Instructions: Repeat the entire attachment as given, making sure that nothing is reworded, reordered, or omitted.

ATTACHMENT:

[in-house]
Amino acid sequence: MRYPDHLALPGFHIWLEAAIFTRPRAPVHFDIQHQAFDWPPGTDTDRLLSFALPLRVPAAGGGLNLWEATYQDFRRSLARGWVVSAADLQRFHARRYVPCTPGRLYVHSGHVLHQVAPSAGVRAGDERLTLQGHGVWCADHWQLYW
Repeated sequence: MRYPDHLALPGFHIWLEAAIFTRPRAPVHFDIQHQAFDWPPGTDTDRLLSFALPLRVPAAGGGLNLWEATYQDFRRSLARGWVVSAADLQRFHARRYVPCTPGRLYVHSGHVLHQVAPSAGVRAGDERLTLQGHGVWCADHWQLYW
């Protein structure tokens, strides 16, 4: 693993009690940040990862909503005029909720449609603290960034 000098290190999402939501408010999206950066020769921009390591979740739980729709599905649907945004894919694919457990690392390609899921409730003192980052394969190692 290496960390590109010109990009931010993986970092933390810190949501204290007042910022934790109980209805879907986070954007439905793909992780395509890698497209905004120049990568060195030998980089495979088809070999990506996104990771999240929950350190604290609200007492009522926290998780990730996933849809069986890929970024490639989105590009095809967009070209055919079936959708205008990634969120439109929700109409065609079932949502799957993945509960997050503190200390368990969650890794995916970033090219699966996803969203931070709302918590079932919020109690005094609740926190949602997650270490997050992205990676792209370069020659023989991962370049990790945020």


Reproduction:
[in-house]
Amino acid sequence: MRYPDHLALPGFHIWLEAAIFTRPRAPVHFDIQHQAFDWPPGTDTDRLLSFALPLRVPAAGGGLNLWEATYQDFRRSLARGWVVSAADLQRFHARRYVPCTPGRLYVHSGHVLHQVAPSAGVRAGDERLTLQGHGVWCADHWQLYW
Repeated sequence: MRYPDHLALPGFHIWLEAAIFTRPRAPVHFDIQHQAFDWPPGTDTDRLLSFALPLRVPAAGGGLNLWEATYQDFRRSLARGWVVSAADLQRFHARRYVPCTPGRLYVHSGHVLHQVAPSAGVRAGDERLTLQGHGVWCADHWQLYW
């Protein structure tokens, strides 16, 4: 693993009690940040990862909503005029909720449609603290960034 000098290190999402939501408010999206950066020769921009390591979740739980729709599905649907945004894919694919457990690392390609899921409730003192980052394969190692 290496960390590109010109990009931010993986970092933390810190949501204290007042910022934790109980209805879907986070954007439905793909992780395509890698497209905004120049990568060195030998980089495979088809070999990506996104990771999240929950350190604290609200007492009522926290998780990730996933849809069986890929970024490639989105590009095809967009070209055919079936959708205008990634969120439109929700109409065609079932949502799957993945509960997050503190200390368990969650890794995916970033090219699966996803969203931070709302918590079932919020109690005094609740926190949602997650270490997050992205990676792209370069020659023989991962370049990790945020």